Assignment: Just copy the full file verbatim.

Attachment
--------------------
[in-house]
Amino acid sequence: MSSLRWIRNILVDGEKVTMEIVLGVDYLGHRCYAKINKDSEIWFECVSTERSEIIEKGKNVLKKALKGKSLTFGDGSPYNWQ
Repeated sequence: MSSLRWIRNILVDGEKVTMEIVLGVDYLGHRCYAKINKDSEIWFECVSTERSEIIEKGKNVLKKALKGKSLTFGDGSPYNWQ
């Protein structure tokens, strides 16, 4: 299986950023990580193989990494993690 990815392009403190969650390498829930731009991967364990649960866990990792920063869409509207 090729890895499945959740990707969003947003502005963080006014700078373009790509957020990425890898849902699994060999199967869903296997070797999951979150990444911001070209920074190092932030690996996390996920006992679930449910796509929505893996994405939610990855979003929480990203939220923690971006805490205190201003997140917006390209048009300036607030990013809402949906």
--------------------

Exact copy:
[in-house]
Amino acid sequence: MSSLRWIRNILVDGEKVTMEIVLGVDYLGHRCYAKINKDSEIWFECVSTERSEIIEKGKNVLKKALKGKSLTFGDGSPYNWQ
Repeated sequence: MSSLRWIRNILVDGEKVTMEIVLGVDYLGHRCYAKINKDSEIWFECVSTERSEIIEKGKNVLKKALKGKSLTFGDGSPYNWQ
């Protein structure tokens, strides 16, 4: 299986950023990580193989990494993690 990815392009403190969650390498829930731009991967364990649960866990990792920063869409509207 090729890895499945959740990707969003947003502005963080006014700078373009790509957020990425890898849902699994060999199967869903296997070797999951979150990444911001070209920074190092932030690996996390996920006992679930449910796509929505893996994405939610990855979003929480990203939220923690971006805490205190201003997140917006390209048009300036607030990013809402949906």